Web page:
Samoan cricket can be a murderous game

IT IS only 25 miles from Apia, the capital of Western Samoa, but it might as well be 125, given its isolation: the sea on one side, and cut off from the rest of the island by a range of extinct volcanoes on the other. Until last September, Fagaloa, a district of five small villages, was no more remembered than any other dot on the vast South Pacific - but in three weeks, the six Samoan chiefs who run its district council will go on trial for incitement to murder.

The case, which has already seen one man sentenced to death for murder, another given life for arson, 20 villagers jailed and the district's inhabitants collectively 'fined', has highlighted a rift between traditional society and modern government that many Samoans thought had faded away.

The violent death of Faitala Nuutai Mafulu, who had returned home after 20 years making his fortune in New Zealand, spread echoes across Polynesia. It was a case of a 42- year-old man rich enough to turn his back on tradition, and being killed for it.

The crime showed how uncomfortable the relationship is between imported Western- style laws, based on individualism, and the communal ways of the South Pacific.

But it was a cricket match that sealed Mafulu's fate.

It all began four years ago when Western Samoa was devastated by a cyclone. Mafulu, who had worked in a paint shop in Auckland and run a taxi on the side, came home to set up business among the devastated settlements. From the beginning there was an element of mistrust. A family elder had been banished from the village, leaving Mafulu and his relatives excluded from the Fagaloa's day-to-day affairs, and answerable only to themselves.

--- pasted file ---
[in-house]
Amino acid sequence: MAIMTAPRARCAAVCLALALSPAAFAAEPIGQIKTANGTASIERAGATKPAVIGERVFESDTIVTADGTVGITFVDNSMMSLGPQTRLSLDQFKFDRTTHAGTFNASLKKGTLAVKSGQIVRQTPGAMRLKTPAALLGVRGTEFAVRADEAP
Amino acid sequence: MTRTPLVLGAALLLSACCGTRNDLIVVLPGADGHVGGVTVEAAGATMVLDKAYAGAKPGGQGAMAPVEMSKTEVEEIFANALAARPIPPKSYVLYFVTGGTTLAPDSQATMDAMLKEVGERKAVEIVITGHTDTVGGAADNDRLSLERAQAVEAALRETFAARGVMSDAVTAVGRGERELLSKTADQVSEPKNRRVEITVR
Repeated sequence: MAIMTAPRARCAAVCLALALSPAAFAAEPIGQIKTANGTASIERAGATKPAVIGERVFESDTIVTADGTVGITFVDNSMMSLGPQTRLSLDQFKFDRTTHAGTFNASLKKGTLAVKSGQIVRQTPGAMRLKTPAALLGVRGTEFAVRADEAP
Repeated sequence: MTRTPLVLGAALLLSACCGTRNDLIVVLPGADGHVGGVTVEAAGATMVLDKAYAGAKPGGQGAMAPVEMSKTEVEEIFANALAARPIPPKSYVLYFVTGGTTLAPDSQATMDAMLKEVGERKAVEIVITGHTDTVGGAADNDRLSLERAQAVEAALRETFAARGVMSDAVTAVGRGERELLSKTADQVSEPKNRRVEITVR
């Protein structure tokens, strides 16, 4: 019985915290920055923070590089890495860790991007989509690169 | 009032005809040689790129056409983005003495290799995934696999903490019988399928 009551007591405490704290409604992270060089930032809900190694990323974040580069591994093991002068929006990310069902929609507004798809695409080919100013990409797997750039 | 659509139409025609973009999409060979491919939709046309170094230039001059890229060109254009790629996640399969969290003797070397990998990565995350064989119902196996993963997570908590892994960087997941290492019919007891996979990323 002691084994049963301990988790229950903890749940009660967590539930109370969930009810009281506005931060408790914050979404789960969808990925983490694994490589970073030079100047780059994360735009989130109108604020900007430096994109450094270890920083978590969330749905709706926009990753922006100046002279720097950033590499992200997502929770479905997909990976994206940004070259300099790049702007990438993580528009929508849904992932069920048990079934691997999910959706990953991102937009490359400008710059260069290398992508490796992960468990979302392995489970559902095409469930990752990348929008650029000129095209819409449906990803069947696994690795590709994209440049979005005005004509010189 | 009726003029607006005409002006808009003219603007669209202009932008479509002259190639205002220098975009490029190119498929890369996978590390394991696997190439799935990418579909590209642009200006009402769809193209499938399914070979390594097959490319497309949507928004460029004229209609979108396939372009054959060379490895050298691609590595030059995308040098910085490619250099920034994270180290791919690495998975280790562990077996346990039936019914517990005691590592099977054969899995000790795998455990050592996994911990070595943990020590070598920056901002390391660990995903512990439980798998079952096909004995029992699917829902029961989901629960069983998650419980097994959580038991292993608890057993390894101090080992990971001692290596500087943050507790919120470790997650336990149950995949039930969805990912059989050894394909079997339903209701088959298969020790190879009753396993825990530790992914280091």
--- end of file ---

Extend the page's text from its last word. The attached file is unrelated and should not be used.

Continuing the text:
Using his funds from New Zealand, he set up a general store in direct competition to existing smaller ones. He bought an electricity generator to power a refrigerator, which gave him the edge on his competitors by allowing him to stock a much larger range of goods.

His business grew rapidly. Then he bought a bus, which he operated between Fagaloa and Apia - and he became richer still. The villagers, envious of his success, said he became arrogant and ignored rulings by the chieftain-controlled village and district councils.

Then came the cricket match. Western Samoans may be better known for their rugby prowess, but kilikiti is the islands' national sport.

Adapted from the English game soon after Protestant missionaries landed last century, it involves some 20 players on each side - including drummers - using a three-sided war club as a bat. The ball is made from hard rubber sap and the stumps are saplings.

Whole villages take part, dancing and singing for their side as the opposing team and its supporters stage hakas and ridicule each batsman.

It is a great social occasion; a pretty ritual that has replaced warfare. None the less, the 'bat' has been used to settle arguments between teams: 10 years ago an umpire and a player were killed.

Malfulu's fault was that he chose to play for a rival village in the national championship, and ignored his own village's request to use his bus to take its team to the venue 25 miles away. Worse still, the other village won a humiliating victory - and the district council ordered a boycott of Malfulu's bus and store.

Several days later, he chased off his land a young man who had come to ring the 'curfew bell', a traditional practice signifying the end of the day and time for prayers.